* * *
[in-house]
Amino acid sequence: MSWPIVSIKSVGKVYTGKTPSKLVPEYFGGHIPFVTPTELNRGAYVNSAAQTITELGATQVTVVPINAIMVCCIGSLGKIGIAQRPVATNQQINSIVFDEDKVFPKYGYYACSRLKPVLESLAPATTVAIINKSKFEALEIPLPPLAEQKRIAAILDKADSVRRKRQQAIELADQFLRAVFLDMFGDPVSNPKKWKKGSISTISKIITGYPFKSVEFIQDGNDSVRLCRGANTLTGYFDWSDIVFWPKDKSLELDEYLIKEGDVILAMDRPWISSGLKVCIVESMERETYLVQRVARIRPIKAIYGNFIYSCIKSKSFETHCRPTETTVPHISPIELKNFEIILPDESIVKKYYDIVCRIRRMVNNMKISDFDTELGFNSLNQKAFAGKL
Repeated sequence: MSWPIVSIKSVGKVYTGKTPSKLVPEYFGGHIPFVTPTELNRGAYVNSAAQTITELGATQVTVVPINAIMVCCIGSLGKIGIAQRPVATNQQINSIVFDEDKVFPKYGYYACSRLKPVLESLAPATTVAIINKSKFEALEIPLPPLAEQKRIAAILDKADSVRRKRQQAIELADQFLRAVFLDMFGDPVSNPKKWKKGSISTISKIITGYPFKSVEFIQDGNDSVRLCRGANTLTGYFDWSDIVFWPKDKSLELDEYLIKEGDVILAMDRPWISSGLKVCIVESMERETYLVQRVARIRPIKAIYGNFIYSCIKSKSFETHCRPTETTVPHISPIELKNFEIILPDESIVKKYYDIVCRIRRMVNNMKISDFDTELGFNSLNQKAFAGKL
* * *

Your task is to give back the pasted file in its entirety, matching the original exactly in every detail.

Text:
[in-house]
Amino acid sequence: MSWPIVSIKSVGKVYTGKTPSKLVPEYFGGHIPFVTPTELNRGAYVNSAAQTITELGATQVTVVPINAIMVCCIGSLGKIGIAQRPVATNQQINSIVFDEDKVFPKYGYYACSRLKPVLESLAPATTVAIINKSKFEALEIPLPPLAEQKRIAAILDKADSVRRKRQQAIELADQFLRAVFLDMFGDPVSNPKKWKKGSISTISKIITGYPFKSVEFIQDGNDSVRLCRGANTLTGYFDWSDIVFWPKDKSLELDEYLIKEGDVILAMDRPWISSGLKVCIVESMERETYLVQRVARIRPIKAIYGNFIYSCIKSKSFETHCRPTETTVPHISPIELKNFEIILPDESIVKKYYDIVCRIRRMVNNMKISDFDTELGFNSLNQKAFAGKL
Repeated sequence: MSWPIVSIKSVGKVYTGKTPSKLVPEYFGGHIPFVTPTELNRGAYVNSAAQTITELGATQVTVVPINAIMVCCIGSLGKIGIAQRPVATNQQINSIVFDEDKVFPKYGYYACSRLKPVLESLAPATTVAIINKSKFEALEIPLPPLAEQKRIAAILDKADSVRRKRQQAIELADQFLRAVFLDMFGDPVSNPKKWKKGSISTISKIITGYPFKSVEFIQDGNDSVRLCRGANTLTGYFDWSDIVFWPKDKSLELDEYLIKEGDVILAMDRPWISSGLKVCIVESMERETYLVQRVARIRPIKAIYGNFIYSCIKSKSFETHCRPTETTVPHISPIELKNFEIILPDESIVKKYYDIVCRIRRMVNNMKISDFDTELGFNSLNQKAFAGKL